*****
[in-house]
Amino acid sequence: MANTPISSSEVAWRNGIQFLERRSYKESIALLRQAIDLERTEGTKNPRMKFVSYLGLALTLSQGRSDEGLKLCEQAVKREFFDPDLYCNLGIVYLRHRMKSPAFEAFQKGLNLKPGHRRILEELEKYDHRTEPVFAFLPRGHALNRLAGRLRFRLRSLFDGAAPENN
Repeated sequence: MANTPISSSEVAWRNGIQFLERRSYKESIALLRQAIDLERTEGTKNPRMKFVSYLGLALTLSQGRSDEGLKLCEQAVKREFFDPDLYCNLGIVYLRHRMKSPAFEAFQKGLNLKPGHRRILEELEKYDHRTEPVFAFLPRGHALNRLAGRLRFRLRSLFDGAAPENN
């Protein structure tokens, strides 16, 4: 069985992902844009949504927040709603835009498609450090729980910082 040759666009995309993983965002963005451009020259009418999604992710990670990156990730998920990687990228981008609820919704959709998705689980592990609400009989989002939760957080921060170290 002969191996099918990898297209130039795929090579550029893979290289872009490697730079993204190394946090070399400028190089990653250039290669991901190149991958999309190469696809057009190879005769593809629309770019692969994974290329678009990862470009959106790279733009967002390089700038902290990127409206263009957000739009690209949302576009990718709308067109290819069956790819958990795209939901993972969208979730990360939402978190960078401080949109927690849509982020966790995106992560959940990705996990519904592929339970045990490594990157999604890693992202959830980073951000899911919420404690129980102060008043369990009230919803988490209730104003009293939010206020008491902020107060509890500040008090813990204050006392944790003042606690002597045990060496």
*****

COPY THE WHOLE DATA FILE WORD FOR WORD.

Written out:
[in-house]
Amino acid sequence: MANTPISSSEVAWRNGIQFLERRSYKESIALLRQAIDLERTEGTKNPRMKFVSYLGLALTLSQGRSDEGLKLCEQAVKREFFDPDLYCNLGIVYLRHRMKSPAFEAFQKGLNLKPGHRRILEELEKYDHRTEPVFAFLPRGHALNRLAGRLRFRLRSLFDGAAPENN
Repeated sequence: MANTPISSSEVAWRNGIQFLERRSYKESIALLRQAIDLERTEGTKNPRMKFVSYLGLALTLSQGRSDEGLKLCEQAVKREFFDPDLYCNLGIVYLRHRMKSPAFEAFQKGLNLKPGHRRILEELEKYDHRTEPVFAFLPRGHALNRLAGRLRFRLRSLFDGAAPENN
């Protein structure tokens, strides 16, 4: 069985992902844009949504927040709603835009498609450090729980910082 040759666009995309993983965002963005451009020259009418999604992710990670990156990730998920990687990228981008609820919704959709998705689980592990609400009989989002939760957080921060170290 002969191996099918990898297209130039795929090579550029893979290289872009490697730079993204190394946090070399400028190089990653250039290669991901190149991958999309190469696809057009190879005769593809629309770019692969994974290329678009990862470009959106790279733009967002390089700038902290990127409206263009957000739009690209949302576009990718709308067109290819069956790819958990795209939901993972969208979730990360939402978190960078401080949109927690849509982020966790995106992560959940990705996990519904592929339970045990490594990157999604890693992202959830980073951000899911919420404690129980102060008043369990009230919803988490209730104003009293939010206020008491902020107060509890500040008090813990204050006392944790003042606690002597045990060496």